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U.S. lawmakers urge EPA to reinstate California vehicle emissions authority

·2 min read
FILE PHOTO: Signage is seen at the headquarters of the United States Environmental Protection Agency (EPA) in Washington, D.C.

By David Shepardson

WASHINGTON (Reuters) - Nearly 140 Democratic U.S lawmakers on Tuesday urged the U.S. Environmental Protection Agency (EPA) to quickly reinstate California’s right to set regulations for vehicle emissions, which was taken away by the Trump administration.

In April, the EPA said it was moving to give back legal authority to California to set tough vehicle emission rules and zero-emission vehicle mandates. In 2013, the EPA granted California a waiver to set vehicle rules. Under Trump, it revoked the waiver.

"The waiver was unlawfully withdrawn under the Trump Administration and should be promptly reinstated," said the letters signed by 26 senators and 113 representatives including Democrats Senator Tom Carper, who chairs the Environment and Public Workers Committee and Representative Frank Pallone, who chairs the Energy and Commerce Committee.

"The mounting threats to health and welfare posed by climate change makes the authority of the states to lead more important than ever," said the letters also signed by House Majority Leader Steny Hoyer and Senators Dianne Feinstein, Alex Padilla Richard Durbin and Ron Wyden.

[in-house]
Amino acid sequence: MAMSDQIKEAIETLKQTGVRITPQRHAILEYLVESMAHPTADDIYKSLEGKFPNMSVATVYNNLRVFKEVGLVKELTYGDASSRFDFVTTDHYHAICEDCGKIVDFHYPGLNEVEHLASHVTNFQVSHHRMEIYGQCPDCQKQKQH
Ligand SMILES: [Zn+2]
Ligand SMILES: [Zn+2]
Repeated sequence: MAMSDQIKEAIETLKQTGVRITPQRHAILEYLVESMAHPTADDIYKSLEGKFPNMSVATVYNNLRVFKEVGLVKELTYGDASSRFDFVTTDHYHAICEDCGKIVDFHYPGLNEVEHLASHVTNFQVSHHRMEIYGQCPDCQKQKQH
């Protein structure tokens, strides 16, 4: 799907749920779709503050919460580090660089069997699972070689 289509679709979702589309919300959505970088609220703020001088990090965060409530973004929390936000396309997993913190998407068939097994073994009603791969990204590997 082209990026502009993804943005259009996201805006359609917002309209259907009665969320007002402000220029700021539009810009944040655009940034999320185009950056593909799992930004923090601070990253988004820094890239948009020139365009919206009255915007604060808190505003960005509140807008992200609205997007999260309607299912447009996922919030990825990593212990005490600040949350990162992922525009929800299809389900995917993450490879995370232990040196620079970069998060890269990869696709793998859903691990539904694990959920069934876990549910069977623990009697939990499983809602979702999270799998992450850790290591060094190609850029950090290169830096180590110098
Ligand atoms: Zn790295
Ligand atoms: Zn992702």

EPA Administrator Michael Regan said in April the 2019 decision to revoke the state’s waiver "was legally dubious."

Earlier this month, 16 Republican state attorneys general, led by Ohio, urged EPA to reject the waiver reinstatement noting that only California can seek to set new car emissions standards: "The Golden State is not a golden child," they wrote.

The National Highway Traffic Safety Administration and EPA are reviewing Trump's March 2020 rollback of fuel economy standards to require 1.5% annual increases in efficiency through 2026, well below the 5% yearly boosts in Obama administration rules that it discarded.

Last month, General Motors backed the overall emissions reductions in California's 2019 deal with rivals Ford Motor, Volkswagen, Honda Motor and others, but asked the Biden administration to give automakers more flexibility to hit the carbon reduction target between now and 2026.

The California deal aims to improve fuel economy 3.7% annually between 2022-2026.

Until November, GM backed the Trump administration's effort to block California from setting tougher emissions standards than the federal government.

Thirteen states and the District of Columbia, which comprise 36% of the auto market, have adopted California’s zero emission vehicle standards.

California plans to ban the sale of new gasoline powered passenger cars and trucks starting in 2035, a step the Biden administration has declined to endorse.

(Reporting by David Shepardson; Editing by Simon Cameron-Moore)

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